6. Make financial and other practical support available to disadvantaged students so that all may participate as fully as possible in University life.

Enhance Teaching and Learning and Assessment to Support an Inter-Disciplinary Approach to Study

  1. Programmes offered by the University will:
    1. Be interdisciplinary, from major-minor undergraduate degrees to Masters degrees including subject programmes taught collaboratively across different faculties.
    2. Involve critical thinking and personal and professional development components, so that students ‘learn how to learn’ and are encouraged to relate their studies to real-life data and situations.
    3. Connect clearly to relevant Subject Benchmark Statements and provide for clear progression through FHEQ Levels.
    4. Be explicitly documented in readily available programme specifications and course descriptors.
    5. Be developed and regularly reviewed in Academic Board meetings at which senior members of all faculties are present.
    6. Take account of diverse backgrounds and experiences of students to meet their educational needs.
  2. Learning opportunities provided by the University will:
    1. Be underpinned by up-to-date knowledge of teaching best practice.   
    2. Be informed by relevant academic expertise and research.
    3. Incorporate new technologies and digital resources, field work, collaborative projects, interactive assignments, and student presentations.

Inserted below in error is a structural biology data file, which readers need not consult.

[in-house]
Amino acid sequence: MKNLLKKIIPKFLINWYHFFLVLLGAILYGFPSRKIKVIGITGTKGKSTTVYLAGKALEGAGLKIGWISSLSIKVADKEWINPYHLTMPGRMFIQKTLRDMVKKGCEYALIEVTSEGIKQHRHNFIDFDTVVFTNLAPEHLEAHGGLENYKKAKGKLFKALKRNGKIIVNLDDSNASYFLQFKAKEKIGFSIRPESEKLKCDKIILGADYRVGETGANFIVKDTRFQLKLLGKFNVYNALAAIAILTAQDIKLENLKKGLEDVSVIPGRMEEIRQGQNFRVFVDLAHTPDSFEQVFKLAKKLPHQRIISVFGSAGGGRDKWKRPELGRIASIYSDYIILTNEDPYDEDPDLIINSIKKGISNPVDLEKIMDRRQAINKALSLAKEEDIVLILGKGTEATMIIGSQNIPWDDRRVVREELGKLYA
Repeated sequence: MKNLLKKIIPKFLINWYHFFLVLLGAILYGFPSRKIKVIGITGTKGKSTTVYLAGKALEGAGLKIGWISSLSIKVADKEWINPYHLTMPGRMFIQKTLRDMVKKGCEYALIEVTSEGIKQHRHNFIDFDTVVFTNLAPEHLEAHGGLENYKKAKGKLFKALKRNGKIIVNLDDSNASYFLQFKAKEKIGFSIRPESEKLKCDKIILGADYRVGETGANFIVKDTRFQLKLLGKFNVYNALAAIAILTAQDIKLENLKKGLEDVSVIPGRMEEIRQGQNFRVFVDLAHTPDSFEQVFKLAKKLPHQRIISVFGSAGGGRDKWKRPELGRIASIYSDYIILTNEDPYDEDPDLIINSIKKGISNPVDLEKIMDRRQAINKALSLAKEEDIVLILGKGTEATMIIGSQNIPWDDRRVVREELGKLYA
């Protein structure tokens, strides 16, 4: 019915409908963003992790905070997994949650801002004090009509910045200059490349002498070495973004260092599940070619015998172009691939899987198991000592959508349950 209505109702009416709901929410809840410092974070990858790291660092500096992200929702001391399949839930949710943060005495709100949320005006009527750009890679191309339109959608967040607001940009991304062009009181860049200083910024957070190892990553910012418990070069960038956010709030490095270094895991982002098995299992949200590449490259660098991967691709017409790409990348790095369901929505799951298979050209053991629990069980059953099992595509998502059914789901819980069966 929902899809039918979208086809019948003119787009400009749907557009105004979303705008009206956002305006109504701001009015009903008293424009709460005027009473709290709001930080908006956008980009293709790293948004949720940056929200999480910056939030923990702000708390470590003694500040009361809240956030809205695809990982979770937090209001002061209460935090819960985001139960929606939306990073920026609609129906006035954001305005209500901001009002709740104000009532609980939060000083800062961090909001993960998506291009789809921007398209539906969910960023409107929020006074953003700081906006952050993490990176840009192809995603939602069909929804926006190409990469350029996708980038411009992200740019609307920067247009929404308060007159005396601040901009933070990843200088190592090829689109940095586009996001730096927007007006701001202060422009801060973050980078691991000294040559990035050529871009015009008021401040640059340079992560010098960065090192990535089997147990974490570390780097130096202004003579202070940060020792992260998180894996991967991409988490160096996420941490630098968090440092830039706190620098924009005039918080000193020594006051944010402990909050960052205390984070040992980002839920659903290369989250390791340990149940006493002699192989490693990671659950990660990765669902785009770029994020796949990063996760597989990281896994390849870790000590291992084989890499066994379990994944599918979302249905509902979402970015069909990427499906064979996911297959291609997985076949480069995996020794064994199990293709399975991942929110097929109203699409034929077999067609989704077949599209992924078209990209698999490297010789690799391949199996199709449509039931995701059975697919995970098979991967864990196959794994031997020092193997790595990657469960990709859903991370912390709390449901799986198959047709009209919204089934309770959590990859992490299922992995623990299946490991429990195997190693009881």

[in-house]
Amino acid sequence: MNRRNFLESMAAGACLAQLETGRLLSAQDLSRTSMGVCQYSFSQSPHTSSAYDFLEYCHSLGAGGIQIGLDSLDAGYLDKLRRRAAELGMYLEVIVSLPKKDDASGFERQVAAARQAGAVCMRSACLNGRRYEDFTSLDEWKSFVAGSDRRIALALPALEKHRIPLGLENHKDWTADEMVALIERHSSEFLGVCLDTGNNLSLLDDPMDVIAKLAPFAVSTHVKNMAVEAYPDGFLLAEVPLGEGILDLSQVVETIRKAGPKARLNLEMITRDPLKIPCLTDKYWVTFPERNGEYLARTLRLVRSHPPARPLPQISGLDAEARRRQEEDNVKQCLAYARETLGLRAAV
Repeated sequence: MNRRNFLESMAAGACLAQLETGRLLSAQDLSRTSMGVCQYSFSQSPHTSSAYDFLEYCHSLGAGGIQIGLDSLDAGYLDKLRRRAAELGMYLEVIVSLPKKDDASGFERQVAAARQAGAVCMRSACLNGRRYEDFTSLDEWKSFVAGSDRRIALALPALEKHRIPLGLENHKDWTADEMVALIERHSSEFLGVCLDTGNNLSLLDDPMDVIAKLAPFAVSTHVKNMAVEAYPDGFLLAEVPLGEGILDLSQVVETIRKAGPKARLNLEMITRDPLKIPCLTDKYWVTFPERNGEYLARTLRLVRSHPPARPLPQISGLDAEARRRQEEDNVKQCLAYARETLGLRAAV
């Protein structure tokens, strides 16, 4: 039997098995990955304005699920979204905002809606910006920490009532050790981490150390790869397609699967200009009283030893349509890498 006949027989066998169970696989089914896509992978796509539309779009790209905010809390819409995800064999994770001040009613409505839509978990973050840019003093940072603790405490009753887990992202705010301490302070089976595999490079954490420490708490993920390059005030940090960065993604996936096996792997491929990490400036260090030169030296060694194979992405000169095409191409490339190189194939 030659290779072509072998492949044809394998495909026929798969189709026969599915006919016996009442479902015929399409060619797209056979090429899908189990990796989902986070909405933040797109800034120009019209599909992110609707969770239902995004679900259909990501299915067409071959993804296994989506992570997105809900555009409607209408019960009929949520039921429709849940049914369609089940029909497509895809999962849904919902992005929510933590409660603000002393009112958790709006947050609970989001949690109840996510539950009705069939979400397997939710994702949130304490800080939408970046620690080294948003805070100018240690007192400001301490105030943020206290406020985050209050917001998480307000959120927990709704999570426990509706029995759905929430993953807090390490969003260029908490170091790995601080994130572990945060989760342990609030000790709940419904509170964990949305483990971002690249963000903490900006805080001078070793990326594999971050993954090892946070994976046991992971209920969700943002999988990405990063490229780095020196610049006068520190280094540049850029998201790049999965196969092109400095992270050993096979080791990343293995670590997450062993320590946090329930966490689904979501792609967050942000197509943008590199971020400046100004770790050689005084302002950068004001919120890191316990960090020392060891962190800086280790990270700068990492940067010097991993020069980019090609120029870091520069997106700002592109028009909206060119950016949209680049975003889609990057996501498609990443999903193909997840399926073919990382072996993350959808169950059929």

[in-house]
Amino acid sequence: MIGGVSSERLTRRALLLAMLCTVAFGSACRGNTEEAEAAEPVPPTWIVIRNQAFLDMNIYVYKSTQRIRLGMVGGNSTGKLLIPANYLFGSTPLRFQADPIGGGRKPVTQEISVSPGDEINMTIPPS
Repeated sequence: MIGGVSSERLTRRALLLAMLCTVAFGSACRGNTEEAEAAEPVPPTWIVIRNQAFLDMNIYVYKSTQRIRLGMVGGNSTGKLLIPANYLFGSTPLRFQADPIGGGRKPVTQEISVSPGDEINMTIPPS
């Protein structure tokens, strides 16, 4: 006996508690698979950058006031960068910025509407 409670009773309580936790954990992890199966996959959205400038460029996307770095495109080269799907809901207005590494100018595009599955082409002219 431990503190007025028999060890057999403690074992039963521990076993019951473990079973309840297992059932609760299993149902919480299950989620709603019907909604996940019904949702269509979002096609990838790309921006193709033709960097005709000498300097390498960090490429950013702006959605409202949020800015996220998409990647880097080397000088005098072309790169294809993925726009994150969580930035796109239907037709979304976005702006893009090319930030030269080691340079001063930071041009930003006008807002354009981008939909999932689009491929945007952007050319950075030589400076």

4. Be substantially tailored to the needs of each individual student. 
    5. Involve clear assignment briefs and continuing and prompt formative feedback so that students have a sense of their progress and how to improve throughout each year.
  3. Assessment in the University will:
    1. Provide all students with diverse opportunities to demonstrate achievement of relevant learning outcomes. 
    2. Be consistently rigorous, fair, and clearly related to the explicit assessment criteria and learning opportunities provided by the University.  
    3. Foster and test acquisition of subject knowledge and understanding, academic and research skills, and transferable skills for personal development and employability as set out in subject benchmarks and University programme specifications at each level.
    4. Evidence student achievement relative to subject benchmarks and University programme specifications. 

Steps to Achieve Outstanding Levels of Satisfaction and Academic Outcomes

  1. The University will:
    1. Ensure that applicants to the University will understand in advance what will be expected of them and what they can expect from the University, through full awareness of the University’s programmes via digital and print media, school visits, open days, and individual meetings.
    2. Operate an open and transparent selection process, based on references, personal statements, and interviews, to ensure that each student offered a place has the capability to flourish on our academic programmes, for which students of all backgrounds and characteristics are encouraged to feel able to apply.